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Science, policy and the management of sewage materials. The New York City experience.

Authors
Type
Published Article
Journal
Marine Pollution Bulletin
0025-326X
Publisher
Elsevier
Publication Date
Volume
49
Issue
9-10
Pages
679–687
Identifiers
PMID: 15530510
Source
Medline
License
Unknown

Abstract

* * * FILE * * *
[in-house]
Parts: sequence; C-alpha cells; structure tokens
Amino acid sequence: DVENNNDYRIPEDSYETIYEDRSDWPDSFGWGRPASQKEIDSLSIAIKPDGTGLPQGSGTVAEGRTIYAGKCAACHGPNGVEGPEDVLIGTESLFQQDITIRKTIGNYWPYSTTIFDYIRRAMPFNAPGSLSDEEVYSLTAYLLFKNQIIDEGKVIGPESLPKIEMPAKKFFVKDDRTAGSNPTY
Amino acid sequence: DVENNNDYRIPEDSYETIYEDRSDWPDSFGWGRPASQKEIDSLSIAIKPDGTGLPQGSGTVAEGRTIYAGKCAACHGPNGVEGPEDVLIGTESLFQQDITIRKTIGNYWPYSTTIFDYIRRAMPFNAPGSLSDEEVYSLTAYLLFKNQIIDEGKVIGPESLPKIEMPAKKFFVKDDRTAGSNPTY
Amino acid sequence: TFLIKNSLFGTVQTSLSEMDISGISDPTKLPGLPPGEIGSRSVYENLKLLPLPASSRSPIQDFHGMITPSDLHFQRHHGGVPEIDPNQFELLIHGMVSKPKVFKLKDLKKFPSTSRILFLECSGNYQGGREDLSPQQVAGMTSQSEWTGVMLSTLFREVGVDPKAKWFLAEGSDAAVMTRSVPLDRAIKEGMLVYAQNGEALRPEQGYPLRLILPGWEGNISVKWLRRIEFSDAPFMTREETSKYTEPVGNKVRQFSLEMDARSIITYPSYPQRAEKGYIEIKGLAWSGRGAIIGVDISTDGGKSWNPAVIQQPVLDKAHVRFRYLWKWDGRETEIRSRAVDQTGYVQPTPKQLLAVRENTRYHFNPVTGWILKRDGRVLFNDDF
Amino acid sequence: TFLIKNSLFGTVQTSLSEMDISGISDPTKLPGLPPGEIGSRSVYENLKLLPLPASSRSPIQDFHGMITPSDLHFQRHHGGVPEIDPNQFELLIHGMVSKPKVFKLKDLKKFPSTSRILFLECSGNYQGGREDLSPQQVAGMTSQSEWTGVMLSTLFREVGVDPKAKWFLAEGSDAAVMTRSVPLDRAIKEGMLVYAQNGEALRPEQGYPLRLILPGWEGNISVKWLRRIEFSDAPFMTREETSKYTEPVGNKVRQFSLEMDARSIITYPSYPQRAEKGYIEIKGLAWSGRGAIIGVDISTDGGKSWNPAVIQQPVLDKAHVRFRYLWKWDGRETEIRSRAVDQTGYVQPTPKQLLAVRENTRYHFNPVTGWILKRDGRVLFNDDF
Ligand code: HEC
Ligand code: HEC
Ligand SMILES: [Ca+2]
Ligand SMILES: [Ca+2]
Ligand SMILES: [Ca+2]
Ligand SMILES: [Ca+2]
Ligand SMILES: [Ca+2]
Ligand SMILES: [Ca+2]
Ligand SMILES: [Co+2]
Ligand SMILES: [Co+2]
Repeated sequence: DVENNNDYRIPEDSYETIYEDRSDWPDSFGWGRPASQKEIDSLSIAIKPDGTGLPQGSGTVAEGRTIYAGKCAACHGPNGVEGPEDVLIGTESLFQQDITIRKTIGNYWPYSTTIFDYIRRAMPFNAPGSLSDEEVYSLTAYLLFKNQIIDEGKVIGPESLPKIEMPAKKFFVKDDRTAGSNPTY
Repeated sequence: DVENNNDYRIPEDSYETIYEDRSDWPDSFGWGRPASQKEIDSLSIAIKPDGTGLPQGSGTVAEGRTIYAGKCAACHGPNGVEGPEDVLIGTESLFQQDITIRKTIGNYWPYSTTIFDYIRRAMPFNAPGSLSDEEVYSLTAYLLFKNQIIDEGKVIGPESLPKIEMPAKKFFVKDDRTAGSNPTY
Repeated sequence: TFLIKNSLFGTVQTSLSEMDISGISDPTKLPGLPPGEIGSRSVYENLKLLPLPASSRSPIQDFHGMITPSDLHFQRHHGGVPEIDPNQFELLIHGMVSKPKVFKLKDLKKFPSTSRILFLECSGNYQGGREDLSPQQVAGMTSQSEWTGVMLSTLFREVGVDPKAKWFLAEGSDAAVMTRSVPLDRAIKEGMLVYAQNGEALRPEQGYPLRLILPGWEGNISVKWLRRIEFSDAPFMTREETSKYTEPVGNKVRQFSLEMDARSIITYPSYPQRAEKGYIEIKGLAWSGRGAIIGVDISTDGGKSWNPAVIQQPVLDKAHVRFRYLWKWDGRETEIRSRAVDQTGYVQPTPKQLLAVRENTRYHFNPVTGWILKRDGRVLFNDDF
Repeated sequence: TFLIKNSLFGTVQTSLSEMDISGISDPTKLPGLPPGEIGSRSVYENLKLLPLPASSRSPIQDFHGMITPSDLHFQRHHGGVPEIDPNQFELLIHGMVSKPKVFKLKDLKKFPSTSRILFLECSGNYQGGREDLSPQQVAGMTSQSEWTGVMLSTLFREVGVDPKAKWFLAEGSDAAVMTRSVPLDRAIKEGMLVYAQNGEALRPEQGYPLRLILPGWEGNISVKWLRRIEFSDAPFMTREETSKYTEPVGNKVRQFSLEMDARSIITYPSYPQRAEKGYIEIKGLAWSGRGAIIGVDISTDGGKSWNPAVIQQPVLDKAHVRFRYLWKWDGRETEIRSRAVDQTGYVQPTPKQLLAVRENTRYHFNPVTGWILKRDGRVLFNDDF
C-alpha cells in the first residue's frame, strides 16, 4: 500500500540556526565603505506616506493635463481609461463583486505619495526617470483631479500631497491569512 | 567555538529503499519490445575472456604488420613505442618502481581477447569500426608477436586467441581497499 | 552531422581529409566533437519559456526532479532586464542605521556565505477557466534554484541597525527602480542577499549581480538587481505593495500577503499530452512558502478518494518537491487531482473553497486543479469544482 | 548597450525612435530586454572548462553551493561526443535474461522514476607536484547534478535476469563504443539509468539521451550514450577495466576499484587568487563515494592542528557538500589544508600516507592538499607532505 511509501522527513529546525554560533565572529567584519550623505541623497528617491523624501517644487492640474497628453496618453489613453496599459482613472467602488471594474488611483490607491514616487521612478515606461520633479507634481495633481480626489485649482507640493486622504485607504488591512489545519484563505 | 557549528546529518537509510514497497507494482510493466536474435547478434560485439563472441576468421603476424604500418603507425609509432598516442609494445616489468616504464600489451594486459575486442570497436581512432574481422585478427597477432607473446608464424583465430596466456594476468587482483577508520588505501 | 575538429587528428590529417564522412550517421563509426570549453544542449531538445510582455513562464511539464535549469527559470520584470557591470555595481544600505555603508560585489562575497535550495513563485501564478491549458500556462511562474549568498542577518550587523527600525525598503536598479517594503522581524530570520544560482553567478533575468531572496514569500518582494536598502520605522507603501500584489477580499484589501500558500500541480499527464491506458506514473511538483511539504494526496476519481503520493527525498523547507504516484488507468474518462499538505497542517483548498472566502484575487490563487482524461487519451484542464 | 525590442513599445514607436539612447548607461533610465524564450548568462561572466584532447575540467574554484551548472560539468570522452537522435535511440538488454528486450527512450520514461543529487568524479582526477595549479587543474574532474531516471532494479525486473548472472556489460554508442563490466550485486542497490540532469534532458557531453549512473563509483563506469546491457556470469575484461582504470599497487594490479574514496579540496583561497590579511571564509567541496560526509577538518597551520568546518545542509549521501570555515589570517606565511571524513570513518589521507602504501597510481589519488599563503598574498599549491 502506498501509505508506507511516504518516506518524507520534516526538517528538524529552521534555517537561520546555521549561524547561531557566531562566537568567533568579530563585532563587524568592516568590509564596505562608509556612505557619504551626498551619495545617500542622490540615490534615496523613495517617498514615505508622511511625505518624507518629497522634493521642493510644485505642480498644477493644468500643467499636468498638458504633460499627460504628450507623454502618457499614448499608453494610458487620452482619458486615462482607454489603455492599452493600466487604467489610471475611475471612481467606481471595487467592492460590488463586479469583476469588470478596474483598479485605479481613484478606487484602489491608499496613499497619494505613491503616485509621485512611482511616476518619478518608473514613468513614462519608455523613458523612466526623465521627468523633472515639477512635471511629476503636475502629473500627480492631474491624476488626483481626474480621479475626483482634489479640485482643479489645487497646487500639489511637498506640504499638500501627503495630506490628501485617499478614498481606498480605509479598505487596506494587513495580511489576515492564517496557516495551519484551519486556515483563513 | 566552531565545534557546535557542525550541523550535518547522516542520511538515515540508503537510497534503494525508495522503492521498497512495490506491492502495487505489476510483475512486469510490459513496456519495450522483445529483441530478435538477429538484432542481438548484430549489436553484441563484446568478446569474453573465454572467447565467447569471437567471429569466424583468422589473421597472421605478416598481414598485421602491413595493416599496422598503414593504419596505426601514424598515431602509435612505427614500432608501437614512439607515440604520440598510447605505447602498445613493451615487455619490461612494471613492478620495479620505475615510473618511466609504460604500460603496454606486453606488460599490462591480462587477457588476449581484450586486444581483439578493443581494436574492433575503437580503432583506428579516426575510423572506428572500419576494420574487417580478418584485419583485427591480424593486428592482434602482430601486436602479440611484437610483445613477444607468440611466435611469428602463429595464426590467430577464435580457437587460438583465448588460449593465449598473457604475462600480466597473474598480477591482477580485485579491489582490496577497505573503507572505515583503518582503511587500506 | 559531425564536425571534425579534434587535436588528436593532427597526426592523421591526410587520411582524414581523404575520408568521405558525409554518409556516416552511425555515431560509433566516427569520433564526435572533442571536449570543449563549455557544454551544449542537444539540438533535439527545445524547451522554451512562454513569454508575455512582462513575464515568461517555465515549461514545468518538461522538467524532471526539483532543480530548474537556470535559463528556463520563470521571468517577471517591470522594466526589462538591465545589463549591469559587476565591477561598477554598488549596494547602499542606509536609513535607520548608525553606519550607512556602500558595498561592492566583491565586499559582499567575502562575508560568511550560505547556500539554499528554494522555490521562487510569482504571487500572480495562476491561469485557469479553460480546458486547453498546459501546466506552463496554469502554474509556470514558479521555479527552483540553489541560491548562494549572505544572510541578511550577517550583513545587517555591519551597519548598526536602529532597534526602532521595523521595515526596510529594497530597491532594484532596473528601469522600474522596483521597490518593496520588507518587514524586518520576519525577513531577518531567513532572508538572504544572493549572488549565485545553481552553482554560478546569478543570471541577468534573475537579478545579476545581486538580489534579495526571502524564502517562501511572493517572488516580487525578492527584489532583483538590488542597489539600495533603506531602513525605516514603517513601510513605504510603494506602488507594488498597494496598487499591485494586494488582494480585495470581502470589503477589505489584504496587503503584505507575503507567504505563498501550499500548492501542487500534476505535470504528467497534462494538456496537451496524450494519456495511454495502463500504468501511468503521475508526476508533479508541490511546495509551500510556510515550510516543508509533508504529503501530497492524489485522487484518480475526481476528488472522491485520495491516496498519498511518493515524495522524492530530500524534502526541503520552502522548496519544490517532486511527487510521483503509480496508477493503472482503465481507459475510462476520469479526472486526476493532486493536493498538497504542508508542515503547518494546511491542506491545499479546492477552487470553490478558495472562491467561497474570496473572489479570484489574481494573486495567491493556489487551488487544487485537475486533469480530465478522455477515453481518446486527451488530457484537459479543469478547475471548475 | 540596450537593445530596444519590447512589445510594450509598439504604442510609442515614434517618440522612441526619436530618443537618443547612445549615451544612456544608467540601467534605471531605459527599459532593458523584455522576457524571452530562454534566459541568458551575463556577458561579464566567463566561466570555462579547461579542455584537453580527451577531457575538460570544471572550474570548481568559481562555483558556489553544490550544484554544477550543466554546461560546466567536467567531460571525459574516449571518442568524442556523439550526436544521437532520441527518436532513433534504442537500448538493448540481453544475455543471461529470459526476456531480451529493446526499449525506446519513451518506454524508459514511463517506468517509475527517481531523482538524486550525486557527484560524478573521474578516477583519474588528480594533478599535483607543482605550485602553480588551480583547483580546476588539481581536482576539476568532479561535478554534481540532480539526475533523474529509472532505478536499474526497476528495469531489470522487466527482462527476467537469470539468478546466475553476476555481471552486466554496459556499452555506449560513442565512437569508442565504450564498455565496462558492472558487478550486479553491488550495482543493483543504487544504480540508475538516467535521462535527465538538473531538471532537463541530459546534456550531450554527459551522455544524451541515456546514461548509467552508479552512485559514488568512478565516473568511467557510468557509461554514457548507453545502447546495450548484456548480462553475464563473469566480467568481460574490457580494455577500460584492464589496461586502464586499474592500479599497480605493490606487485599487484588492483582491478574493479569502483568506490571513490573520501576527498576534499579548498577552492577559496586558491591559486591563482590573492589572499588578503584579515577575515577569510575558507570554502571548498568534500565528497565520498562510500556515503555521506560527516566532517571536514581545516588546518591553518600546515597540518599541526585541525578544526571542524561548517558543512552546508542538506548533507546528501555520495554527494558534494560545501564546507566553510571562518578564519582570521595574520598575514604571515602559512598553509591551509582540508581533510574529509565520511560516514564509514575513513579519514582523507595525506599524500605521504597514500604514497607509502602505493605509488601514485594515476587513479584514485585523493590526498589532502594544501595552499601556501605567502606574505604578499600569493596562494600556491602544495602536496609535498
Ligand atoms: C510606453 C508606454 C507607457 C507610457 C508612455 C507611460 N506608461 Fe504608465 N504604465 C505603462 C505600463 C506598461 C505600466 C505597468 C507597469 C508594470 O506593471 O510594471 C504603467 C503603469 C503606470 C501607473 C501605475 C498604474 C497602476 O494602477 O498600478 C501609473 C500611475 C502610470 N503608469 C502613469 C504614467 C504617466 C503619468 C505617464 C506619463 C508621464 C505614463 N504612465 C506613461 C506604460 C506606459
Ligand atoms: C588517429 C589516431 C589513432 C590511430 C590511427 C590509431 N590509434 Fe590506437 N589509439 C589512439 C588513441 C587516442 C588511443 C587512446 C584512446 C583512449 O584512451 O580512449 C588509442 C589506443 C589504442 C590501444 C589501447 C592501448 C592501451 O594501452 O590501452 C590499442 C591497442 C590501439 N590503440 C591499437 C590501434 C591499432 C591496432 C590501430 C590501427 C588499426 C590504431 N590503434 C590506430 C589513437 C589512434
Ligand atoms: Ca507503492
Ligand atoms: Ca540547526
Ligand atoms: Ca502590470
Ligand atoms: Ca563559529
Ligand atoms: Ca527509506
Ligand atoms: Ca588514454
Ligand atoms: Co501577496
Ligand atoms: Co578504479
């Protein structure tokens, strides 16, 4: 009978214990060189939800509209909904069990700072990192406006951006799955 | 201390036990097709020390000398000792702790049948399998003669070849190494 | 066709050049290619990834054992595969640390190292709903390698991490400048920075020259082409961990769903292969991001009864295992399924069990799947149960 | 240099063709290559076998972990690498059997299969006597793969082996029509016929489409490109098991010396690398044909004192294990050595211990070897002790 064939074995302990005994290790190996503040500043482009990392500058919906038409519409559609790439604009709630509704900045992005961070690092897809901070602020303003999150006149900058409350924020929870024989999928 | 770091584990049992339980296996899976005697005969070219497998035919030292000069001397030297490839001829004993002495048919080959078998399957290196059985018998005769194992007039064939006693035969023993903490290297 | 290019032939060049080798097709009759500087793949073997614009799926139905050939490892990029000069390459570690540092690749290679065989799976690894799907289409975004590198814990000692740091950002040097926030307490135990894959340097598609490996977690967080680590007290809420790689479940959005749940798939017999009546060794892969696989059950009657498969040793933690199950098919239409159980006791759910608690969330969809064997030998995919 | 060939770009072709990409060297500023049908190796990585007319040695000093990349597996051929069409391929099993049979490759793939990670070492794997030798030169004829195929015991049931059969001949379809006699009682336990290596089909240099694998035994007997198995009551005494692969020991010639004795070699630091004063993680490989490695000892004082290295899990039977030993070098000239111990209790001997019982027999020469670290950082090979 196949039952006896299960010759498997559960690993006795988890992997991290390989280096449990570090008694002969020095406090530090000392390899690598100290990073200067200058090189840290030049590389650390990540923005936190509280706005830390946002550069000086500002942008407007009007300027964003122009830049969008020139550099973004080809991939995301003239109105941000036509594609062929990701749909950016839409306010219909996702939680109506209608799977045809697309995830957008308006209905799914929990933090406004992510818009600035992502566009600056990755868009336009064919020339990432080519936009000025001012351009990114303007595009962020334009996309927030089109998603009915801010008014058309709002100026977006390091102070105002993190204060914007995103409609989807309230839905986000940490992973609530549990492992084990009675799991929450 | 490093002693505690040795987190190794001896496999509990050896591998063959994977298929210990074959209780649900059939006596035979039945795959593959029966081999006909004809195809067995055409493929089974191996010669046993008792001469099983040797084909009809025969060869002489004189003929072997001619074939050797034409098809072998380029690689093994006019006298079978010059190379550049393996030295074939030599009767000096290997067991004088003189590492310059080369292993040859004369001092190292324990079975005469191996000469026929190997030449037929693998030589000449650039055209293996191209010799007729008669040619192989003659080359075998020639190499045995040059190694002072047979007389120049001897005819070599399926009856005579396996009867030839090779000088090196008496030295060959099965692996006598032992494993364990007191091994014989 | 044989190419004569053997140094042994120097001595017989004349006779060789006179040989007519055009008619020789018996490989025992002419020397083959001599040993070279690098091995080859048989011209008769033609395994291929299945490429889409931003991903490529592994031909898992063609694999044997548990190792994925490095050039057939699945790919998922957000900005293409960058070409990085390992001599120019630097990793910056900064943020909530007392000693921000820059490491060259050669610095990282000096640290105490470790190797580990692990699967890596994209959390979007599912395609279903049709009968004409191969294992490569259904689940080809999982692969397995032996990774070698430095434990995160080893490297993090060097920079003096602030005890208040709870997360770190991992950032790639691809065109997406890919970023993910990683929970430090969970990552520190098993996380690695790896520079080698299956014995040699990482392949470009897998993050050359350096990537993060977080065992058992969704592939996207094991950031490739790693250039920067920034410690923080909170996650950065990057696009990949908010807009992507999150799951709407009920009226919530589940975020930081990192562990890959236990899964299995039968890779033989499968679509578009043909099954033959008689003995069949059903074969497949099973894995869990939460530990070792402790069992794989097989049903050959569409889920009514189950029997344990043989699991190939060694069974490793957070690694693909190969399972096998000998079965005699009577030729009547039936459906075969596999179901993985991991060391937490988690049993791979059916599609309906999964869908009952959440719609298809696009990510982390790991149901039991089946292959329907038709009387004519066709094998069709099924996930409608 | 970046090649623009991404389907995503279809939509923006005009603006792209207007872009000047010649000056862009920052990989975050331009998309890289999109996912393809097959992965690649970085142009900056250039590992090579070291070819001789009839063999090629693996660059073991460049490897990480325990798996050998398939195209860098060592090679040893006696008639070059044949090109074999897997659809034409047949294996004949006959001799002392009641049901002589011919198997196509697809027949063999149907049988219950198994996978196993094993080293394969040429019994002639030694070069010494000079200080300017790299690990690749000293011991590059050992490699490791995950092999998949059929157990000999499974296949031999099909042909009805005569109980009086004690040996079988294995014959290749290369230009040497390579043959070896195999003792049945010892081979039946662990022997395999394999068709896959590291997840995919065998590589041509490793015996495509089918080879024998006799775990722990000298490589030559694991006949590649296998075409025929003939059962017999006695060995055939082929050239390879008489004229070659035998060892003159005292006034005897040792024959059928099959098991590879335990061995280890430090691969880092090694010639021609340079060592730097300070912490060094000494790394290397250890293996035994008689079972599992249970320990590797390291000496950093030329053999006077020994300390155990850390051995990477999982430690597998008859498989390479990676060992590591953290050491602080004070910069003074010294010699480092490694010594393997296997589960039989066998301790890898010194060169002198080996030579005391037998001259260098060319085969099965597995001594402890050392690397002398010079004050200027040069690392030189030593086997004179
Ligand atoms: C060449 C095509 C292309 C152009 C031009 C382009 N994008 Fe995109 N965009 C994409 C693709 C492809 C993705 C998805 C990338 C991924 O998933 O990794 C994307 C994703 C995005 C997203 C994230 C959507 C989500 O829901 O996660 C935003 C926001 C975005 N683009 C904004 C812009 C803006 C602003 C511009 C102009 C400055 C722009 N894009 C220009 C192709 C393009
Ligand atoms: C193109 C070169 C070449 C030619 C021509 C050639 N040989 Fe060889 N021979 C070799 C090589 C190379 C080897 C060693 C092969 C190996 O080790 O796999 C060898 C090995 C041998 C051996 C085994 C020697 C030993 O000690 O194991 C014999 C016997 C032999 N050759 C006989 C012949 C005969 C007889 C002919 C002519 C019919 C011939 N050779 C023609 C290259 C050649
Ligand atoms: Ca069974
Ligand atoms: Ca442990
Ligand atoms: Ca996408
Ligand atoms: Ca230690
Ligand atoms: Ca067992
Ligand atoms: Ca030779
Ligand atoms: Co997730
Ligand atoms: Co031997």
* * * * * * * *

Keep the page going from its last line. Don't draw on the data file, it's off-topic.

Development of national policy on sewage sludge management is a classic example of incremental policy formulation [Fiorino, D.J. 1995. Making Environmental Policy. University of California Press. Berkeley, CA. p. 269]. Consequently, policy has developed piecemeal, and results are, in some ways, different than intended. Land application of sewage sludge has not been a panacea. Many of the same types of policy are now being raised about it. We demonstrate this by examining the management of sewage materials by New York City from near the turn of the 20th century, when ocean dumping was viewed as a means to alleviate some of the gross pollution in New York Harbor, to when ocean dumping was banned, and thence to the present when sludge is applied to land as "biosolids." Lessons learned during this long, sometimes contentious history can be applied to present situations--specifically not understanding the long-term consequences of land-based reuse and disposal technologies.

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